Since the introduction of the anti-vascular endothelial growth factor (anti-VEGF) intravitreal drugs, these therapies have become the mainstay of treatment for neovascular age-related macular degeneration (AMD).
The American Academy of Ophthalmology’s (AAO) Preferred Practice Pattern on Age-Related Macular Degeneration “are based on the best available scientific data as interpreted by panels of knowledgeable health professionals.”1 The recent version was updated in 2015. Here are its main points:
The AAO notes that while an estimated 80% of patients with AMD have non-neovascular or atrophic AMD, the neovascular form is responsible for nearly 90% of the severe central visual acuity loss associated with AMD. AMD is characterized by the presence of at least intermediate-size drusen (63 µm or larger), retinal pigment epithelium (RPE) abnormalities (such as hypopigmentation or hyperpigmentation), reticular pseudodrusen, among others.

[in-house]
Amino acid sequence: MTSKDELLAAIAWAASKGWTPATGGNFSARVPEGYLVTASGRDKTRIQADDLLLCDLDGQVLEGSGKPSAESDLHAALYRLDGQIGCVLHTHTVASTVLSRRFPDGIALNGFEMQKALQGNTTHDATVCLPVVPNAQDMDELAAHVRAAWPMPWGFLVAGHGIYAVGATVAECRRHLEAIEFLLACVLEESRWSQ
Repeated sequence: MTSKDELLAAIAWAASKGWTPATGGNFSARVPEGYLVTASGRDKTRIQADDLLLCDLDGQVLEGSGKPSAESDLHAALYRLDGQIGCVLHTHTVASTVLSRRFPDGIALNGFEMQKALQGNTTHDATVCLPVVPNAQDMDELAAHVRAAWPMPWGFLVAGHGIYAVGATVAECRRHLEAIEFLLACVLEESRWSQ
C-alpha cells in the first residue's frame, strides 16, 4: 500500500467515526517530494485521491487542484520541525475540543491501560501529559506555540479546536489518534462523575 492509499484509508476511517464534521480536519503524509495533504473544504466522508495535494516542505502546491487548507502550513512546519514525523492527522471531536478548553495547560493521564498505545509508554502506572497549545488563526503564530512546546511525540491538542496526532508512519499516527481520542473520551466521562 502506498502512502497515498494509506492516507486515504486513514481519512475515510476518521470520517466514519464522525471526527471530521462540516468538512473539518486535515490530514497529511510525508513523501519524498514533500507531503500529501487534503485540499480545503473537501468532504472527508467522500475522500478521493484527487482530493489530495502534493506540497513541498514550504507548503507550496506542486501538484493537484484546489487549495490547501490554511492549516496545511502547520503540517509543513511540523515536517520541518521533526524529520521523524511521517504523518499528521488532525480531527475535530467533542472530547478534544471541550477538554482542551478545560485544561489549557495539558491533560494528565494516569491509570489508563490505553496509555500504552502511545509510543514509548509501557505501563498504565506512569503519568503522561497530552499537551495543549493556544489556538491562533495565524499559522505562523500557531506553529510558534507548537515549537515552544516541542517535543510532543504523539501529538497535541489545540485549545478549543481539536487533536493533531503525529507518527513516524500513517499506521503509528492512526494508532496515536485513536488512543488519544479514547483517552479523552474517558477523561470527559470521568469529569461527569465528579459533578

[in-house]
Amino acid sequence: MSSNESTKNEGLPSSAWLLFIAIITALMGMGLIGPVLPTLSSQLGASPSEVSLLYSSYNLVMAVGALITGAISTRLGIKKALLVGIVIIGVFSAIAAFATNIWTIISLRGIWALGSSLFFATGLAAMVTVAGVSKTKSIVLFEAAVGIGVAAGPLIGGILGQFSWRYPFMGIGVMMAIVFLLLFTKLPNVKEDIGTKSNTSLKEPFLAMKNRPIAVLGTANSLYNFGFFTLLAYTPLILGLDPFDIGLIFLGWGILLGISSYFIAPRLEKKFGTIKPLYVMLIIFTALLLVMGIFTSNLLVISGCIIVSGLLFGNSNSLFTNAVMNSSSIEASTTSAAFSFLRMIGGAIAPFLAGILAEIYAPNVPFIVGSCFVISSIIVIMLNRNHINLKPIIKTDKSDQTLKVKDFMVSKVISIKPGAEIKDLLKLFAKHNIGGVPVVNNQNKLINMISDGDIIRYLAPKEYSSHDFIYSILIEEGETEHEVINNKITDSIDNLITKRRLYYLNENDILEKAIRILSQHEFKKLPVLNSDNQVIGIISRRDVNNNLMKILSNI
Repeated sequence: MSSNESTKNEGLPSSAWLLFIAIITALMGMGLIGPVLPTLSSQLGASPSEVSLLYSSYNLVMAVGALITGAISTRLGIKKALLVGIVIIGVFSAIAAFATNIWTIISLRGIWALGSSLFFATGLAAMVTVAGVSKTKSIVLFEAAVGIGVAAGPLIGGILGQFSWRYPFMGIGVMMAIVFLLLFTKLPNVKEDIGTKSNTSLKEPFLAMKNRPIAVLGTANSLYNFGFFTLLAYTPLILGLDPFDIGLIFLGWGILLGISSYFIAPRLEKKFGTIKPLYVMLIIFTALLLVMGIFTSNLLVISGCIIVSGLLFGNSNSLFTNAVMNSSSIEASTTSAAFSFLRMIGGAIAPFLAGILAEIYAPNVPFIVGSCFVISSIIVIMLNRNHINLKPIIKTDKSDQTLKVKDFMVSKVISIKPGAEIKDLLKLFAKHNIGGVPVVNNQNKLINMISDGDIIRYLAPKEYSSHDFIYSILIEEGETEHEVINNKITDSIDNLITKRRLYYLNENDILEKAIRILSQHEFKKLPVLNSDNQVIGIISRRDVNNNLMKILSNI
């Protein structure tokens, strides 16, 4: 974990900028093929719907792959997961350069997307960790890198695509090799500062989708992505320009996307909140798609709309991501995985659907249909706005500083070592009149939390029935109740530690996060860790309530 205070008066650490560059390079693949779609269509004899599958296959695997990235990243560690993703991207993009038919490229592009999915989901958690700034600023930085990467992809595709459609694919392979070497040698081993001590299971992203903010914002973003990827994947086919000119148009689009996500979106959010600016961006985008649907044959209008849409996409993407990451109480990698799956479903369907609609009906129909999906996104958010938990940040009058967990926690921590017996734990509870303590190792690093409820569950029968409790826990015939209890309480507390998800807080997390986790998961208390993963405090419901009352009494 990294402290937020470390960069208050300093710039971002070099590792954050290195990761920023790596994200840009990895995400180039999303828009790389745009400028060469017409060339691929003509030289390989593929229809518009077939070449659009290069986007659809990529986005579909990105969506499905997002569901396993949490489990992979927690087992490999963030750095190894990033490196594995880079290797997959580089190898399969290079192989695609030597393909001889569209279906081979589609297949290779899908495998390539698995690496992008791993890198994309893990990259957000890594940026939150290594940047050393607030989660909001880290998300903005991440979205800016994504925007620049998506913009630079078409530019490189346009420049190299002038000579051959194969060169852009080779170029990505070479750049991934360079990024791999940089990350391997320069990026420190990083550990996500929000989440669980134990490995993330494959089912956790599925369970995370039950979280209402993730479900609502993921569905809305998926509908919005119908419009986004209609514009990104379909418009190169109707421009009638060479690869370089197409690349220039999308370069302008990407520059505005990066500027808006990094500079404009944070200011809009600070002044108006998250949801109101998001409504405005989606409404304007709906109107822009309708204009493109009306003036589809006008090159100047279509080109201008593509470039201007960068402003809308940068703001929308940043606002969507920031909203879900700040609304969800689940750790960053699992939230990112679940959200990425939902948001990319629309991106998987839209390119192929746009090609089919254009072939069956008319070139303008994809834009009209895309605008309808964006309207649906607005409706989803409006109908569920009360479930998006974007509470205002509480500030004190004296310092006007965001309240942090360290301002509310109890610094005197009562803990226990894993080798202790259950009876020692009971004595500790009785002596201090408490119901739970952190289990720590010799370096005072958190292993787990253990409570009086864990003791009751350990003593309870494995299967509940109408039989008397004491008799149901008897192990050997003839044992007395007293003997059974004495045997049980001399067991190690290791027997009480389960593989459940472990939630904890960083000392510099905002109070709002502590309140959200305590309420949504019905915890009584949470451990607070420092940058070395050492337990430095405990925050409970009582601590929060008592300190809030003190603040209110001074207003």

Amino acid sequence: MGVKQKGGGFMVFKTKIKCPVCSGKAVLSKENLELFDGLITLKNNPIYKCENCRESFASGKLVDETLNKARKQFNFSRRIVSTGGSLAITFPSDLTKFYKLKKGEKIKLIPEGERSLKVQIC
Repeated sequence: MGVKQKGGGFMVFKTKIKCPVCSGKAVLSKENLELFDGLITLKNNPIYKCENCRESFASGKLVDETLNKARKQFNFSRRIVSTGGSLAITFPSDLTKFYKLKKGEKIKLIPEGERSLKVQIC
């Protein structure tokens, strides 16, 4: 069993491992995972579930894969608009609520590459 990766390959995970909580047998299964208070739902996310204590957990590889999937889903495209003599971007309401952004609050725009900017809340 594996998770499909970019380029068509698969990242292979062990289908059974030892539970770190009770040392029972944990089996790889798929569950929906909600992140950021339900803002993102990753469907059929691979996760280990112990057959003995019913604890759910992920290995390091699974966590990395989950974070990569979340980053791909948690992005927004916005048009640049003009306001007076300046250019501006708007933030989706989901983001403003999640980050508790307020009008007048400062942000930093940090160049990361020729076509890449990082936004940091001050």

AAO uses a combination of the Age-Related Eye Disease Study (AREDS) and a separate clinical classification to define the stages of AMD since current treatment recommendations also follow those classifications.